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Kazakhstan

Yearbook 2012

Kazakhstan. According to countryaah, President Nursultan Nazarbayev's power party The Light of the Fatherland won a landslide victory in the parliamentary elections in January. According to official data, the party received 81% of the vote. Two other parties joined Parliament, the Light Path and the Communist Party, which both really support the regime.

2012 Kazakhstan

The election was the first under the rule of the authoritarian Nazarbayev when the opposition was allowed to nominate candidates. Thus, the one-party state was formally repealed, but according to the OSCE (Organization for Security and Cooperation in Europe), the election did not meet basic democratic requirements, and the vote counted cheating.

The real opposition ended up outside Parliament. Three opposition parties were not allowed to stand in the election, and the days before the election were banned, among other two leading social democratic politicians. The opposition held protest meetings after the election, demanding re-election and release by Vladimir Kozlov, leader of the disallowed party Alga !, and an editor. Both had been arrested before the election. The protests led to several opposition leaders being convicted of holding illegal meetings.

In the oil town of Zhanaozen, emergency permits prevailed and the residents voted under strict security measures. Journalists did not have access to the city because of the unrest before New Year, when 16 people were killed when the riot police opened fire on protesting dismissed workers. According to Human Rights Watch (HRW), people arrested after the unrest were subjected to torture, and the opposition said the city's residents voted in an atmosphere of threat.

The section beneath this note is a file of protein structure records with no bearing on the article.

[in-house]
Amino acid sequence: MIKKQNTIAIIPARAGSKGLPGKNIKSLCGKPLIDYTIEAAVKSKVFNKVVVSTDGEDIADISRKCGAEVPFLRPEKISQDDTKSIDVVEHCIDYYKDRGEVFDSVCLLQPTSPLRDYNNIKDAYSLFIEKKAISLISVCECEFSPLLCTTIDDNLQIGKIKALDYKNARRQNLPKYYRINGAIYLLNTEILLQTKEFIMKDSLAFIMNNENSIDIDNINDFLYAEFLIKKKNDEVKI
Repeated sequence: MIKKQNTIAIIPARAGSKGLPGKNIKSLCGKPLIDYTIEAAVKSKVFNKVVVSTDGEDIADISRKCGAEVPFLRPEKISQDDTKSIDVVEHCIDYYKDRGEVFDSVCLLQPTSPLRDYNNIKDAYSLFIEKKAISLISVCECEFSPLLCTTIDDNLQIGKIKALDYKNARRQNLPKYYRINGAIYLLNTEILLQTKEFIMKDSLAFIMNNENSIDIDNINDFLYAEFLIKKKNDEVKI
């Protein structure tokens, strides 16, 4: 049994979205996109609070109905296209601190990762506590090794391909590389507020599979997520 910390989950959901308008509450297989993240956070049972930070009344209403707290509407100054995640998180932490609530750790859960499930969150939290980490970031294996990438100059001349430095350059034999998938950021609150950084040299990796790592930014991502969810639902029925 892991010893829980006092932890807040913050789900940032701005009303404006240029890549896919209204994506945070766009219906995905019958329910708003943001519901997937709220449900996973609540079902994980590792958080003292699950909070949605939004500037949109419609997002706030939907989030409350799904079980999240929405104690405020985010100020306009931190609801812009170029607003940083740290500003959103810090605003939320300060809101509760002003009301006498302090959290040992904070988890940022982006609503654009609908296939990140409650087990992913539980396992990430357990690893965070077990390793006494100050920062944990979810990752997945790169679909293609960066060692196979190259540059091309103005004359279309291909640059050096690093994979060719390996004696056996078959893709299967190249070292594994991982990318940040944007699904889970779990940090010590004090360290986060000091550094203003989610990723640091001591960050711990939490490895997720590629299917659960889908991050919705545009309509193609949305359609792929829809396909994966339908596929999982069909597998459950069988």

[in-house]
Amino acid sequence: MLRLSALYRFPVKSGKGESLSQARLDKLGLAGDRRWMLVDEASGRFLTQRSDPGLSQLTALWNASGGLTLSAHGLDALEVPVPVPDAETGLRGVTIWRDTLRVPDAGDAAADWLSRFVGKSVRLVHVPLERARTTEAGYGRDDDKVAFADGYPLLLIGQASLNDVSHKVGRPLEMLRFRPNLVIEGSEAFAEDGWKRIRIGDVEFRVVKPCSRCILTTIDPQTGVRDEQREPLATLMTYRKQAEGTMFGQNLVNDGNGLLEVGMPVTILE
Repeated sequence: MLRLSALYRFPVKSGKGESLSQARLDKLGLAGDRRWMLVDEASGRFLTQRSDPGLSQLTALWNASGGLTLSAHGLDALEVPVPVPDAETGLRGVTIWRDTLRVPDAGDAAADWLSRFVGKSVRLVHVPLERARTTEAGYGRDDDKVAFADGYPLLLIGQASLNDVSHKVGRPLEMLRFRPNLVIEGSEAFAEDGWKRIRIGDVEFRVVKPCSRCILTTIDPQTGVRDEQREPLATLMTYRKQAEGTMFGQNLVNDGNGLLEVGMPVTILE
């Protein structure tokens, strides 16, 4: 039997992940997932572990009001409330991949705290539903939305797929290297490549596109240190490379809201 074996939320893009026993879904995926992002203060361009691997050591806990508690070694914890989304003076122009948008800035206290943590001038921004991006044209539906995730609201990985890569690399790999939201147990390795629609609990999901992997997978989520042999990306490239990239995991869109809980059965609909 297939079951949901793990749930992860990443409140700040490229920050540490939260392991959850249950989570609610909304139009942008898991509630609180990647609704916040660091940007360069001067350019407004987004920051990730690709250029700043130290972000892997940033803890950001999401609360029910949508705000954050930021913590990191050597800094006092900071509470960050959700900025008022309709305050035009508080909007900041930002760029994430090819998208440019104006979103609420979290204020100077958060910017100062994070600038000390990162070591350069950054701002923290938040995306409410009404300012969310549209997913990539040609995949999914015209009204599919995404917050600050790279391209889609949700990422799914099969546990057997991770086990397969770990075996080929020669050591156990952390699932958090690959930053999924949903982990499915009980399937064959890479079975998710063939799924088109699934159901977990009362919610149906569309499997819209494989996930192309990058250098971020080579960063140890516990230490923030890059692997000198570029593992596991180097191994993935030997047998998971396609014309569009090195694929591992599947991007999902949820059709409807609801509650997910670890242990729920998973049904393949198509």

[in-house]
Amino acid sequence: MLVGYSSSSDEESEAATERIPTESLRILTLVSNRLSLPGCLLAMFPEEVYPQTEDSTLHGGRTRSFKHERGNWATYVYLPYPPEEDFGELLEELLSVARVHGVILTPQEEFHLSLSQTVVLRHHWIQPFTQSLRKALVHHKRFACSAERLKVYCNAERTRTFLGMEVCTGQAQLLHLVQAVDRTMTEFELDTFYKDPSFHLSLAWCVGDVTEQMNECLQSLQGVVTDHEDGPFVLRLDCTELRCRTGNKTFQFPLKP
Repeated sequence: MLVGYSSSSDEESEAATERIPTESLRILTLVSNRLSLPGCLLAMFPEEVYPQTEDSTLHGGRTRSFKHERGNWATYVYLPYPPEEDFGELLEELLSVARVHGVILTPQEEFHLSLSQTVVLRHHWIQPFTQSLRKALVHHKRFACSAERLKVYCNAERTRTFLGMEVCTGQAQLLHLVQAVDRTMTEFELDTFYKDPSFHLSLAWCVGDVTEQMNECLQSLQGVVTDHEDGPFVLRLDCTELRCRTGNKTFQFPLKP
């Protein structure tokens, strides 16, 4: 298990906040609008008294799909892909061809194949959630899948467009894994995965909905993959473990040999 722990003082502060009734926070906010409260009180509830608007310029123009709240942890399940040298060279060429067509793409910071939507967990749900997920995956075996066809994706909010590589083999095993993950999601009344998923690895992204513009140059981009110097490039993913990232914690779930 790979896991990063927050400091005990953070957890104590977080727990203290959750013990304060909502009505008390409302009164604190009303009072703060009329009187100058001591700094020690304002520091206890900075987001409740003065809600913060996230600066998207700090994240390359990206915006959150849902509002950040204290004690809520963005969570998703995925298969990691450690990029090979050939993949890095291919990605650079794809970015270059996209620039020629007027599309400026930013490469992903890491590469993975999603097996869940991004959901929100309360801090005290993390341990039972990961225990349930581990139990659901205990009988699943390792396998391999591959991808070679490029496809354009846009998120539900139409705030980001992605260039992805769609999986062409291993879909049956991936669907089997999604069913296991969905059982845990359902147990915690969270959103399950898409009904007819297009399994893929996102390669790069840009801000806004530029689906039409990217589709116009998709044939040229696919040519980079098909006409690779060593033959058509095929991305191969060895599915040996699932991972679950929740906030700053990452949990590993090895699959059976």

In March, a trial was launched against 37 people charged with the riots and violence in Zhanaozen. Some were accused of organizing riots, others of participating in the riots. HRW demanded that the trial be stopped because of accusations that torture was being used to gain recognition and objectionable testimony. The charges included abuse, water torture, threats of sexual abuse and threats to family members.

The Zhanao tragedy and its consequences meant a severe hardship for the regime's attempt to portray Kazakhstan as a modern rule of law on the path to democracy. A report from HRW during the year described harassment, threats and imprisonment of union leaders and strikers. According to the report, the authorities' harsh tactics had paved the way for the confrontation that followed. HRW described it as shocking that workers must endure mass dismissal (over 2,000) and be thrown in jail for participating in a peaceful strike.

Opposition leader Vladimir Kozlov was sentenced in October against his denial to seven and a half years in prison accused of coup attempts in connection with the strike and the riots in Zhanaozen. Kozlov was accused of stirring up the workers. The court also decided to seize Kozlov's assets, including the party's property registered in his name. In doing so, one of the few remaining opposition voices against Nazarbayev's regime was silenced.

The US expressed criticism of the verdict and the US embassy added that the US values its strategic partnership with Kazakhstan and its commitment to greater openness and democracy.

In October, President Nazarbayev signed the new law that forced all religious communities to dissolve and re-register. This meant that a third of all religious organizations were banned. Muslims, Orthodox, Catholics, Jews and Buddhists are counted as traditional societies, while smaller groups previously subjected to persecution are now further affected. The law also prohibited prayer in government buildings, including government offices, educational institutions and military facilities. The OSCE has criticized the law as an unnecessary restriction on religious freedom.

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